b. Right not to be recruited or used by any party in armed conflict;
c. Right to have a childhood and to grow up in an environment free from conflict;
d. Right to be protected from any negative consequences of armed conflict, such as physical and psychological effects;
e. Right to assistance, recovery and rehabilitation from the effects of conflict, to reunite with their families, and to receive relief as a priority; and
f. Right to live in peace and express their views, even in times of conflict.

D. Guarantee protection under the CRC, the Optional Protocol on the Involvement of Children in Armed Conflict, and all other human rights treaties, other pertinent international instruments and protocols ratified by the Philippines, the rights guaranteed by the Philippine Constitution, and all existing laws, rules, and regulations relevant thereto.


Section. 5. Grave Child Rights Violations or GCRV

Pursuant to UN Security Council Resolution Nos. 1539 (2004), 1612 (2005), 1882 (2009), and 1998 (2011), these refer to the offenses committed against children that constitute flagrant violations of their human rights and have severe consequences in their lives. These offenses include the following:

A. Killing and Maiming of Children – Killing includes any action that results to the death of one or more children. Maiming, on the other hand, includes any action that results to permanent or debilitating injury, defacing, scarring, and mutilation to one or more children. It should be noted that psychological injuries are not covered under this violation.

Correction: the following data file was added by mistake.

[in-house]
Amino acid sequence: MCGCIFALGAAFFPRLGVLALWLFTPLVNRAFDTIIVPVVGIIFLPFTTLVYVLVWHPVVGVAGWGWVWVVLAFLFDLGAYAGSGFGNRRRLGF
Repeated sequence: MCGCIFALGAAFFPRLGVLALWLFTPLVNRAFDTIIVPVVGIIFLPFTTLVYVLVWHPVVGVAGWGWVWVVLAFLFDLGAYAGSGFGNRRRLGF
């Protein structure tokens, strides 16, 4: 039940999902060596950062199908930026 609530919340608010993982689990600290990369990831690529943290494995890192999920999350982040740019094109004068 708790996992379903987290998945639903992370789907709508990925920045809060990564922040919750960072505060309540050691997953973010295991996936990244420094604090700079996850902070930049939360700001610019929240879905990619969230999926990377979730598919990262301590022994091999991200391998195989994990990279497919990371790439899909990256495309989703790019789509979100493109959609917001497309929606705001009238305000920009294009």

a. Killing of Children – may also refer to acts of all kinds in the context of armed conflict that result in the death of one or more children. Among others, they include the death of children as a result of direct targeting or as the indirect result of, among others, the use of landmines, cluster munitions, and all forms and types of improvised explosive device (IED).

b. Maiming of Children – may also refer to acts of all kinds in the context of armed conflict that result in serious or permanent or disabling injury, scarring or defacing, or mutilation of one or more children. It shall cover intentional maiming of children where they are directly targeted, and casual maiming of children as the indirect result of, among others, the use of landmines, cluster munitions, and all forms and types of IED.

B. Recruitment and Use of Children – Recruitment includes acts of voluntary, compulsory, or forced conscription or enlistment to any armed force or armed group. The use of children in the context of armed conflict includes the use of minors in any capacity, such as, but not limited to: fighters, cooks, porters, messengers, sexual slaves or spies. This violation also includes cases of “labeling” or “associating” a child with an armed group or force.